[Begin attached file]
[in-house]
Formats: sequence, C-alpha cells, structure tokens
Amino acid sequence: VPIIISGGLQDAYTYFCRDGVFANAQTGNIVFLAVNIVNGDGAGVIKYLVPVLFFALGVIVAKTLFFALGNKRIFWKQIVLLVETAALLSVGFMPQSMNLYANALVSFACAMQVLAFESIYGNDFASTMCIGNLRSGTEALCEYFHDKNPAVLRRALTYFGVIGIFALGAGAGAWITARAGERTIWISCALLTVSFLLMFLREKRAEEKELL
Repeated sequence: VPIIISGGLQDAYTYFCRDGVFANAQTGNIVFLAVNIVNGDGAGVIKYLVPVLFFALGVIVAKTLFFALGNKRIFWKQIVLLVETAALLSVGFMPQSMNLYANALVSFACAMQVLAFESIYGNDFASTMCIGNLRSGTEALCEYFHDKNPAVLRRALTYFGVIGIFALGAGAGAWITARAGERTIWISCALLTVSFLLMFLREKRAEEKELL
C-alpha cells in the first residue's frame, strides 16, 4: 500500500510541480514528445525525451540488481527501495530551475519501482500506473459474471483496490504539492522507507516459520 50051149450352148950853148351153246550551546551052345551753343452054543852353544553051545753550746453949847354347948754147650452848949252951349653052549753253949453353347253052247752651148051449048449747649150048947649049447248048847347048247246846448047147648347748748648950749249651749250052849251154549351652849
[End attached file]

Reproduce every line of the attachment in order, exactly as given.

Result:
[in-house]
Formats: sequence, C-alpha cells, structure tokens
Amino acid sequence: VPIIISGGLQDAYTYFCRDGVFANAQTGNIVFLAVNIVNGDGAGVIKYLVPVLFFALGVIVAKTLFFALGNKRIFWKQIVLLVETAALLSVGFMPQSMNLYANALVSFACAMQVLAFESIYGNDFASTMCIGNLRSGTEALCEYFHDKNPAVLRRALTYFGVIGIFALGAGAGAWITARAGERTIWISCALLTVSFLLMFLREKRAEEKELL
Repeated sequence: VPIIISGGLQDAYTYFCRDGVFANAQTGNIVFLAVNIVNGDGAGVIKYLVPVLFFALGVIVAKTLFFALGNKRIFWKQIVLLVETAALLSVGFMPQSMNLYANALVSFACAMQVLAFESIYGNDFASTMCIGNLRSGTEALCEYFHDKNPAVLRRALTYFGVIGIFALGAGAGAWITARAGERTIWISCALLTVSFLLMFLREKRAEEKELL
C-alpha cells in the first residue's frame, strides 16, 4: 500500500510541480514528445525525451540488481527501495530551475519501482500506473459474471483496490504539492522507507516459520 50051149450352148950853148351153246550551546551052345551753343452054543852353544553051545753550746453949847354347948754147650452848949252951349653052549753253949453353347253052247752651148051449048449747649150048947649049447248048847347048247246846448047147648347748748648950749249651749250052849251154549351652849